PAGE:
In my post on Joseph Moxon I mentioned that he had been instrumental in attempts to revive the London Society of Astrologers, this led to a brief discussion in the comments on sources for this esoteric association. In the course of the day I have found two further references, which I shall quote in full here.
The first comes from Derek Parker, Familiar to All: William Lilly and Astrology in the Seventeenth Century, Jonathan Cape, London, 1975, pp163 – 164.
Lilly introduced him [Elias Ashmole] to Booker, and two months later ‘the Mathematical Feast was at the White Heart in the Old Baily, where [he] dyned,’ and met many other astrologers.
The Astrological Feasts organised by the Society of Astrologers were held for many years in succession, and continued during the interregnum. Over forty astrologers who were normally at daggers drawn appear to have met convivially, suspending hostilities to enjoy a good meal and some technical gossip: Lilly, Booker, Wharton, Johnand Arise Evans, John Gadbury and his student John Partridge, Vincent Wing [from whose books Newton taught himself astronomy], John Mallet, Geoffrey Le Nerve, James Blackwell, John Sabye and John Heyden, Sir Kenelm Digby [who helped to introduced Cartesian philosophy into England], George Parker, Culper (the herbalist), and a great number of other astrologers, and guests who had a non-technical interest in the subject. On one occasion, for instance, John Booker brought Samuel Pepys.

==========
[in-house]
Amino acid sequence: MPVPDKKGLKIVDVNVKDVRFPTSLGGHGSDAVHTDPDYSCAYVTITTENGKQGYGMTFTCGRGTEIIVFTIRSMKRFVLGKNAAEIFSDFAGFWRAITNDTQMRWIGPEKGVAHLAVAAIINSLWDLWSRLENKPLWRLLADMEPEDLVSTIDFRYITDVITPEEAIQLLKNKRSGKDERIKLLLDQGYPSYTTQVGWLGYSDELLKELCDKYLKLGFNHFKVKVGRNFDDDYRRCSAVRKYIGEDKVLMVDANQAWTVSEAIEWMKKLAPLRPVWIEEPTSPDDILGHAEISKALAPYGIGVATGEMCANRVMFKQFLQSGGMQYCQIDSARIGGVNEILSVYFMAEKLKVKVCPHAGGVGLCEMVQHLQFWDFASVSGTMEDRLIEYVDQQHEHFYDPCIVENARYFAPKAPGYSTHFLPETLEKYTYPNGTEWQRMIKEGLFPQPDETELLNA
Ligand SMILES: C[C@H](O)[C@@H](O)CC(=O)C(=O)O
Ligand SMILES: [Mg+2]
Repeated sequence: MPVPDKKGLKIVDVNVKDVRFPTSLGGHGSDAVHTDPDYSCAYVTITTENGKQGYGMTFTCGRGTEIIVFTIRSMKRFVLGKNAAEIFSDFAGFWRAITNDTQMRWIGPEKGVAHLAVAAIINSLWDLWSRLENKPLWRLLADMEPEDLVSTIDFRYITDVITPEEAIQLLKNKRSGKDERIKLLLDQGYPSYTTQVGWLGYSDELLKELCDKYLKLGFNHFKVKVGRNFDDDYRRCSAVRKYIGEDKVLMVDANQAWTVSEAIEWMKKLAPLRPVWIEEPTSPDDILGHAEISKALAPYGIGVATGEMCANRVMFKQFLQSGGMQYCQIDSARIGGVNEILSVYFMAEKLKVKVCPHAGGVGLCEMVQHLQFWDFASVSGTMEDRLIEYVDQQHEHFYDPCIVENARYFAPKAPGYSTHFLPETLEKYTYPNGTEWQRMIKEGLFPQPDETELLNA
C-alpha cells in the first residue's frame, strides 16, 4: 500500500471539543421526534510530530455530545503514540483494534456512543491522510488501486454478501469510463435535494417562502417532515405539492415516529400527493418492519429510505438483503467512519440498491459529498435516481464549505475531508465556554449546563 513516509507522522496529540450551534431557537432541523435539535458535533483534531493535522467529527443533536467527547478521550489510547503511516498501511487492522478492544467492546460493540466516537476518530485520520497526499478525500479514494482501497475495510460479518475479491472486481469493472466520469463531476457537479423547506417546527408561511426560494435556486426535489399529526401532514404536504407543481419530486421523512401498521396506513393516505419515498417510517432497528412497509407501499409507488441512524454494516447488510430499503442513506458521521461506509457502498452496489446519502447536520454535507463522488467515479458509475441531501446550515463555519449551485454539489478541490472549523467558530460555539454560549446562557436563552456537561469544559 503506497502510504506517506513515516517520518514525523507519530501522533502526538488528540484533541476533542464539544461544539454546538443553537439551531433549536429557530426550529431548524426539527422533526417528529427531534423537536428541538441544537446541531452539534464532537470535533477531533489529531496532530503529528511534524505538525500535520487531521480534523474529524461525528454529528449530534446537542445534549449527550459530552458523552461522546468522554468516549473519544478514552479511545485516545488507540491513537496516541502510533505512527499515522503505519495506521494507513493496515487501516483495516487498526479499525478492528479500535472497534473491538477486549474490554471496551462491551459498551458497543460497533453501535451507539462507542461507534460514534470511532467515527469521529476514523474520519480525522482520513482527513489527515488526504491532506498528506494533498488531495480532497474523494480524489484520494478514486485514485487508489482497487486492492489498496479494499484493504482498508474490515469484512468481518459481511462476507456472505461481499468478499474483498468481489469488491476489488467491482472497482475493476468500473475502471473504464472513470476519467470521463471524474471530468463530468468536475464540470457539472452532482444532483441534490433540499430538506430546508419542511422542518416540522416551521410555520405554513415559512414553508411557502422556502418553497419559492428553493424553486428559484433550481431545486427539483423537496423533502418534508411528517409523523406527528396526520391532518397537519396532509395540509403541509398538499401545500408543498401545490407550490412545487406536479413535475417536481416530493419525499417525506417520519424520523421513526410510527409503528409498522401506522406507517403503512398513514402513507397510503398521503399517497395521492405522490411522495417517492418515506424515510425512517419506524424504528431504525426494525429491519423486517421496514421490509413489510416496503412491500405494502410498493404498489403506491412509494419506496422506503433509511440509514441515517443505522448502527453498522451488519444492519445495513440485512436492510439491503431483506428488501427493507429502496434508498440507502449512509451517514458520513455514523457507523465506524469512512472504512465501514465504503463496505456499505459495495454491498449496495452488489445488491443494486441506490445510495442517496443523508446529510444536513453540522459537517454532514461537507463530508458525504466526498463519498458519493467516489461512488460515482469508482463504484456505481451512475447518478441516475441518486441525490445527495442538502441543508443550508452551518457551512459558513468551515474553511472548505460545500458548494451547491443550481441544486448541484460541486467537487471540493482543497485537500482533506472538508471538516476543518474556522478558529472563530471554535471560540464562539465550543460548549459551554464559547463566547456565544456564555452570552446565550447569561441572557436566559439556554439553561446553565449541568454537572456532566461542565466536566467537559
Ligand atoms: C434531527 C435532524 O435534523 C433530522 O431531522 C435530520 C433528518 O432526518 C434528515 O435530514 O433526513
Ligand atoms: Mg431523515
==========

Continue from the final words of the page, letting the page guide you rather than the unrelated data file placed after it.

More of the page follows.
The variety of personalities, political opinions and astrological attitudes represented makes it amazing that every Feast did not break up in violence and disorder: but Royalists sat next to Republicans (the discussion of politics being banned), psychic and cabbalistic astrologers next to scientists and astronomers, and drowned their differences in claret. The menu of one Feast still exists, perhaps because of the importance of the occasion: the Town Clerk of London had agreed to become Steward of the Feast, and the company dined on venison.
Unfortunately Parker does not have foot or end notes and gives no sources for his information, however his book does have a bibliography and as well as Josten’s Ashmole (see below) he lists Keith Thomas, Religion and the Decline of Magic, Peregrine Books, 1978 and he writes the following on page 361:
A formal Society of Astrologers was constituted, and is known to have had annual dinners in London most years between 1649 and 1658, and to have been temporarily revived in 1682. It appointed stewards, arranged an annual sermon, and banned the discussion of politics. In 1649 it had a membership of over forty. It thus constituted a notable would-be scientific organisation a full decade before the formation of the Royal Society.
Unlike Parker, Thomas does have footnotes and he writes:
Information to the Society may be found in Josten, Ashmole, Index s.v. ‘Astrologers Club’; W. Lilly Merlinus Anglicus (1649), sig. B1; Ashm. 423, ff. 168 – 169. Sermons preached before it include R. Gell Stella Nova (1649); id. A Sermon touching God’s Government (1650); E. Reeve, The New Jerusalem (1652); J. Swan, Signa Coeli (1652); R. Carpenter, Astrology proved harmless, useful pious (1657).
Josten’s Ashmole is Josten, C. H. (editor) (1966). Elias Ashmole (1617–1692). His Autobiographical and Historical Notes, his Correspondence, and Other Contemporary Sources Relating to his Life and Work Oxford: Clarendon Press.